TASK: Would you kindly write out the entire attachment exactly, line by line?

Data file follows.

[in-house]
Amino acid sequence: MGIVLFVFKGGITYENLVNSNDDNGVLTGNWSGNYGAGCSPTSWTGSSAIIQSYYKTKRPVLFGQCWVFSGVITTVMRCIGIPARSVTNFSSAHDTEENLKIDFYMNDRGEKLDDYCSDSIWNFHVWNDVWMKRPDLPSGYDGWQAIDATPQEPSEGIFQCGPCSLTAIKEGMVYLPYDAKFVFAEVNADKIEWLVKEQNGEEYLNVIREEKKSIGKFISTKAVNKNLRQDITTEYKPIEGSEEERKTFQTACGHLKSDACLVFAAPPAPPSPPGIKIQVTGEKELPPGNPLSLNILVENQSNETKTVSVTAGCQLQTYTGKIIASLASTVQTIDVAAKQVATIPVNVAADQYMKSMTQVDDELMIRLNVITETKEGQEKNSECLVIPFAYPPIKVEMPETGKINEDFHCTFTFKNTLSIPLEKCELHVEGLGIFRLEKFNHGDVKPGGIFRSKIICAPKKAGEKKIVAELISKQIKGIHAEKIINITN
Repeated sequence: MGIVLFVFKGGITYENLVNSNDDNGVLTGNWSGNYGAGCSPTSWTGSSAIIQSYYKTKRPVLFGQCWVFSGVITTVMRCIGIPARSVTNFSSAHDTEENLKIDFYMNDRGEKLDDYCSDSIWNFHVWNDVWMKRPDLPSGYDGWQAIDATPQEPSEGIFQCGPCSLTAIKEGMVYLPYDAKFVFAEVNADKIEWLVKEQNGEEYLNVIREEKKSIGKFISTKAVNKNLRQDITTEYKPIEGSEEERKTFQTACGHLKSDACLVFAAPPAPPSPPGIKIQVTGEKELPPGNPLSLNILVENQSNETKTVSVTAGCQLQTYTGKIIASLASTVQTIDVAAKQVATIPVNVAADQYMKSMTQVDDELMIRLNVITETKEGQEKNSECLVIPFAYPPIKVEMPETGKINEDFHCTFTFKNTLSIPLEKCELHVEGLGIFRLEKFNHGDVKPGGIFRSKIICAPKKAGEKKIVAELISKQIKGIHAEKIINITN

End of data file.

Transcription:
[in-house]
Amino acid sequence: MGIVLFVFKGGITYENLVNSNDDNGVLTGNWSGNYGAGCSPTSWTGSSAIIQSYYKTKRPVLFGQCWVFSGVITTVMRCIGIPARSVTNFSSAHDTEENLKIDFYMNDRGEKLDDYCSDSIWNFHVWNDVWMKRPDLPSGYDGWQAIDATPQEPSEGIFQCGPCSLTAIKEGMVYLPYDAKFVFAEVNADKIEWLVKEQNGEEYLNVIREEKKSIGKFISTKAVNKNLRQDITTEYKPIEGSEEERKTFQTACGHLKSDACLVFAAPPAPPSPPGIKIQVTGEKELPPGNPLSLNILVENQSNETKTVSVTAGCQLQTYTGKIIASLASTVQTIDVAAKQVATIPVNVAADQYMKSMTQVDDELMIRLNVITETKEGQEKNSECLVIPFAYPPIKVEMPETGKINEDFHCTFTFKNTLSIPLEKCELHVEGLGIFRLEKFNHGDVKPGGIFRSKIICAPKKAGEKKIVAELISKQIKGIHAEKIINITN
Repeated sequence: MGIVLFVFKGGITYENLVNSNDDNGVLTGNWSGNYGAGCSPTSWTGSSAIIQSYYKTKRPVLFGQCWVFSGVITTVMRCIGIPARSVTNFSSAHDTEENLKIDFYMNDRGEKLDDYCSDSIWNFHVWNDVWMKRPDLPSGYDGWQAIDATPQEPSEGIFQCGPCSLTAIKEGMVYLPYDAKFVFAEVNADKIEWLVKEQNGEEYLNVIREEKKSIGKFISTKAVNKNLRQDITTEYKPIEGSEEERKTFQTACGHLKSDACLVFAAPPAPPSPPGIKIQVTGEKELPPGNPLSLNILVENQSNETKTVSVTAGCQLQTYTGKIIASLASTVQTIDVAAKQVATIPVNVAADQYMKSMTQVDDELMIRLNVITETKEGQEKNSECLVIPFAYPPIKVEMPETGKINEDFHCTFTFKNTLSIPLEKCELHVEGLGIFRLEKFNHGDVKPGGIFRSKIICAPKKAGEKKIVAELISKQIKGIHAEKIINITN